His younger brother's needs were less easily satisfied. Ed's mouth being full, Winry and her grandmother plied Al with conversation, though they had long since run out of news to swap: Pinako wasn't much for gossip and the Elrics were as closemouthed as ever about their research. (What kind of "research" stripped the gearing of an automail knee Winry wasn't sure she wanted to hear about, anyway.) She kicked herself for not rationing her own tales of Rush Valley more carefully, but she encouraged Al to describe Central's Yoletide light displays again and that led to a discussion of holiday customs new and old. Pinako had anecdotes from her childhood to contribute and they soon fell to debating the origin and meaning of first footing at New Year's or splashing people with water on Dyngus Day. Al leaned forward, speaking quickly, not even noticing how the table shook when he brought his palm down to make a point, and Winry rubbed her hands smugly together in her lap.
They had not yet exhausted the topic when it came time to clear the table for dessert. Al and Pinako, still arguing whether the Feast of Fools had any connection to the old lunar calendar, gathered up dishes and utensils. Ed leaned back in his chair, eyes half-lidded as if the meal had drained rather than filled him. Winry tweaked his braid when she passed by with the dessert plates; he tilted his head to give her a sarcastic look in reply. "Did you make a golden cake?" he asked.
"What do you think?" Winry parried, and whisked away before he could respond.
She loitered in the kitchen until the rest of the party had resumed their seats, then carried the cake into the dining room and presented it with a flourish. Al applauded and Pinako, pouring tea, paused to nod approval, while Ed sat up abruptly, as if finding his second wind in answer to this new challenge. Winry loaded a generous slice onto his plate. Scooping up a dollop of frosting, he licked it cautiously off his fork.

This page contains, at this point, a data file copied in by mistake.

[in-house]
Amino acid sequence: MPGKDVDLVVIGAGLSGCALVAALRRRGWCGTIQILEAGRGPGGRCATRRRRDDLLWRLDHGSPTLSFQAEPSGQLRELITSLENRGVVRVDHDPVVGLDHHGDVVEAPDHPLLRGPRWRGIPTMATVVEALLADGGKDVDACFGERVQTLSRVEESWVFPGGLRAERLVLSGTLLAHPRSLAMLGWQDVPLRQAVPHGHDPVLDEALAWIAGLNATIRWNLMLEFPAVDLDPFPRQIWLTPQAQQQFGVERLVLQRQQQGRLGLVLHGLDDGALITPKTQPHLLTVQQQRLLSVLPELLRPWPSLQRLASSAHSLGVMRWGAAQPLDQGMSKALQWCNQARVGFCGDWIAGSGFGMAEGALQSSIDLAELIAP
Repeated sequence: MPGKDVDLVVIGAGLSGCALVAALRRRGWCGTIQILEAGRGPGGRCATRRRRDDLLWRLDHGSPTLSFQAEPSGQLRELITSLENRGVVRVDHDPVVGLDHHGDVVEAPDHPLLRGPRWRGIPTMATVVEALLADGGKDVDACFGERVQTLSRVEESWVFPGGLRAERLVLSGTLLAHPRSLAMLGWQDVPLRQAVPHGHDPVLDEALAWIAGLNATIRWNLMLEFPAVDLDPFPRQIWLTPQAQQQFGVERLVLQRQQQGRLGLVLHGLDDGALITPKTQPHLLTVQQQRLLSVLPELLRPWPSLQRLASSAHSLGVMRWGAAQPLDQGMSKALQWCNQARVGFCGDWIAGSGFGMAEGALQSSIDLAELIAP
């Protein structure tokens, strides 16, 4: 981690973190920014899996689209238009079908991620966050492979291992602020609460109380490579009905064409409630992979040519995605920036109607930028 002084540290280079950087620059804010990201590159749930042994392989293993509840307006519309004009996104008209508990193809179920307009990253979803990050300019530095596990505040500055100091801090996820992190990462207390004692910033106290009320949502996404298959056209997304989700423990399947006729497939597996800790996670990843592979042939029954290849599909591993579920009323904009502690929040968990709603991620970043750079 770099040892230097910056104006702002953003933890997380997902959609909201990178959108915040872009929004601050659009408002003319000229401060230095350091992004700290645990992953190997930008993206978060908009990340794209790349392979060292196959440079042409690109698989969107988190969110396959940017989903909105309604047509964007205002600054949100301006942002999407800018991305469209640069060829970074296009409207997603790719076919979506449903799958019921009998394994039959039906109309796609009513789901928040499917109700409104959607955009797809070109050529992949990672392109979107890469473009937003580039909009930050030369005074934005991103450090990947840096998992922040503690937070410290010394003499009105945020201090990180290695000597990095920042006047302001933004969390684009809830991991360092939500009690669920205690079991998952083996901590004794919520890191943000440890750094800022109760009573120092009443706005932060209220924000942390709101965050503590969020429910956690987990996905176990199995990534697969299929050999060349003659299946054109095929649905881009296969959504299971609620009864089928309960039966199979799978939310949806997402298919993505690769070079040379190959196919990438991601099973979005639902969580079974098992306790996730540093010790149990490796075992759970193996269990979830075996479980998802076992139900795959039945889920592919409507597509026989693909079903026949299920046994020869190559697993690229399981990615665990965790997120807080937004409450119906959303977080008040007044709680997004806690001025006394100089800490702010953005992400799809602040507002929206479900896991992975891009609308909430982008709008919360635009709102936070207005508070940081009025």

"Hey, Winry, this is good!" he exclaimed, sounding surprised. Winry had given up being insulted by this, since Ed never seemed to realize that it might seem insulting. "What is it?"
"It's a Creatan meringue," she explained. "I needed something to use up all the egg whites left over from making the cake and I was tired of macaroons. I found this in my mother's recipe box." She got it from your mother, I thought. The recipes were annotated as precisely as the medical books in the bookcase upstairs—"Dr. Stevens adv. 3 g. sufficit" in the same copperplate hand as "Trisha says don't overbeat eggs!" But if Ed didn't remember the meringue, maybe his mother had simply offered hers some advice. "I'm glad you find it edible," Winry said dryly, watching him scrape all the frosting from the top of his slice and shovel it into his mouth.
Ed swallowed. "Your cooking's always edible," he said. "But this—this is good." He pushed the cake over and separated the layers so that he could extract more of the meringue.
Winry beamed, looking down at the cake plate to hide the extent of her pleasure. Ed's bluntness, however irritating, did ensure that his compliments always meant something. She cut another slice and handed it to Al. "I baked the charms in this year," she said. "You can take your chance with everybody else, Al."
"Thank you, Winry," Al said, "but Ed can have mine."
"Only after you've poked a fork through it and made sure there's nothing in there for me to break a tooth on," Ed put in swiftly. He stabbed his own piece for emphasis.
"When did you ever break a tooth on a Yole-charm, Ed?" Pinako inquired as she accepted her portion of cake from Winry.
"I haven't ... yet," he answered darkly. "Ha!" He dug out a small waxed-paper envelope, opened it, and triumphantly held up a silver key. "The key to knowledge! We'll have this stupid assignment finished in no time, Al!"
"And you'll probably learn a lot from it, too," Al returned, deadpan, and Ed reached out to whack him on the arm, automail meeting armor with a loud clang. Winry laughed and took a careful bite of her own slice.